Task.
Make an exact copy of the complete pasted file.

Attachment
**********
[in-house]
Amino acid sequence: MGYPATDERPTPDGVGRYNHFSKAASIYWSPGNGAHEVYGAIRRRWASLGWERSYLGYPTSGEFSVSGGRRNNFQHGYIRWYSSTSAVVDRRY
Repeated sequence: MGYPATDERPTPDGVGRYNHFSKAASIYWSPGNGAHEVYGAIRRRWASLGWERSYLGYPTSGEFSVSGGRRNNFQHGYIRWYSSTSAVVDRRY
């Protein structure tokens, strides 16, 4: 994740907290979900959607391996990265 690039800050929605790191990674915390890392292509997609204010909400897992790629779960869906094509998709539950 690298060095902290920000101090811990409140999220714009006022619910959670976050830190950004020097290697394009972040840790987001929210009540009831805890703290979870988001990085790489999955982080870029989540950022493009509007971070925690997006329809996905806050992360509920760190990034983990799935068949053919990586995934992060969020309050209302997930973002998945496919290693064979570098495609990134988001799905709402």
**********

[in-house]
Amino acid sequence: MGYPATDERPTPDGVGRYNHFSKAASIYWSPGNGAHEVYGAIRRRWASLGWERSYLGYPTSGEFSVSGGRRNNFQHGYIRWYSSTSAVVDRRY
Repeated sequence: MGYPATDERPTPDGVGRYNHFSKAASIYWSPGNGAHEVYGAIRRRWASLGWERSYLGYPTSGEFSVSGGRRNNFQHGYIRWYSSTSAVVDRRY
């Protein structure tokens, strides 16, 4: 994740907290979900959607391996990265 690039800050929605790191990674915390890392292509997609204010909400897992790629779960869906094509998709539950 690298060095902290920000101090811990409140999220714009006022619910959670976050830190950004020097290697394009972040840790987001929210009540009831805890703290979870988001990085790489999955982080870029989540950022493009509007971070925690997006329809996905806050992360509920760190990034983990799935068949053919990586995934992060969020309050209302997930973002998945496919290693064979570098495609990134988001799905709402």